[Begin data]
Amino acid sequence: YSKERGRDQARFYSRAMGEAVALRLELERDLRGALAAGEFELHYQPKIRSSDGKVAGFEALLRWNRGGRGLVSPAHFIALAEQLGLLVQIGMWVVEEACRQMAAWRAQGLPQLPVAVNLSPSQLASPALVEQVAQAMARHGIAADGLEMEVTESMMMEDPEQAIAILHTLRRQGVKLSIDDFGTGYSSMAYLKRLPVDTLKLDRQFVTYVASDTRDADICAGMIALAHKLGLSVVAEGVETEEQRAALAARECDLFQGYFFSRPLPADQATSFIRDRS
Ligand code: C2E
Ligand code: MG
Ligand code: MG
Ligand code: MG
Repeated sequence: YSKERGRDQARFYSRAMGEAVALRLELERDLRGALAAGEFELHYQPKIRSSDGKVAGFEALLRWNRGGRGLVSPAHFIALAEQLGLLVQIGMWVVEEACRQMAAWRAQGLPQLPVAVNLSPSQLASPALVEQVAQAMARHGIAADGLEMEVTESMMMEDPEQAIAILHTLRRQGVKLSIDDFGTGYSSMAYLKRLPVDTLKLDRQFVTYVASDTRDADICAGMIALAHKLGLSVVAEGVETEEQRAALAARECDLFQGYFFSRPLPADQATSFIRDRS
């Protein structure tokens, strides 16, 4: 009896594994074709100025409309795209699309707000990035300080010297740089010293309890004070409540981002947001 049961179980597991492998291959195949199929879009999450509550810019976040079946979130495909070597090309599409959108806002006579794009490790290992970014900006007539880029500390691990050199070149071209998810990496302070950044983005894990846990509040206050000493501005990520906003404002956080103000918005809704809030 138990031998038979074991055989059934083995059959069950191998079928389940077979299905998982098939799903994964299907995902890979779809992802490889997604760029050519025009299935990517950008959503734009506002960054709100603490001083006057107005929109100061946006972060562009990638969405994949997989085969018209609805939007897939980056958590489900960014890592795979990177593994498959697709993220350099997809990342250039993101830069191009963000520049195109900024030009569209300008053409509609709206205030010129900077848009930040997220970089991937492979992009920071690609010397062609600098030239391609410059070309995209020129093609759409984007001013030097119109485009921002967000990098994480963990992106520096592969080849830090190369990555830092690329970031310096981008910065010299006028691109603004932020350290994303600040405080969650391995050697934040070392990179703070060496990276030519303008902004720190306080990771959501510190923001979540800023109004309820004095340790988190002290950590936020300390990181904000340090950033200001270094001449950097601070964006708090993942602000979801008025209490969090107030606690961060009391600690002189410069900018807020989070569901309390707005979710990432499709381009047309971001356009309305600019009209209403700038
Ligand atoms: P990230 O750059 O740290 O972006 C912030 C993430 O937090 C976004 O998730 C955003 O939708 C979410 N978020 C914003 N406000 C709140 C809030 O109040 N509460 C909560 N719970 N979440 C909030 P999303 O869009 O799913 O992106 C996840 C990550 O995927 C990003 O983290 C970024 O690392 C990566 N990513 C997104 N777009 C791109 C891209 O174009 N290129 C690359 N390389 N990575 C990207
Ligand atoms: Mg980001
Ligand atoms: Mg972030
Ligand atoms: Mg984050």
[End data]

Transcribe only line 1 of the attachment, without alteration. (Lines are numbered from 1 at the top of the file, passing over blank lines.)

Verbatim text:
Amino acid sequence: YSKERGRDQARFYSRAMGEAVALRLELERDLRGALAAGEFELHYQPKIRSSDGKVAGFEALLRWNRGGRGLVSPAHFIALAEQLGLLVQIGMWVVEEACRQMAAWRAQGLPQLPVAVNLSPSQLASPALVEQVAQAMARHGIAADGLEMEVTESMMMEDPEQAIAILHTLRRQGVKLSIDDFGTGYSSMAYLKRLPVDTLKLDRQFVTYVASDTRDADICAGMIALAHKLGLSVVAEGVETEEQRAALAARECDLFQGYFFSRPLPADQATSFIRDRS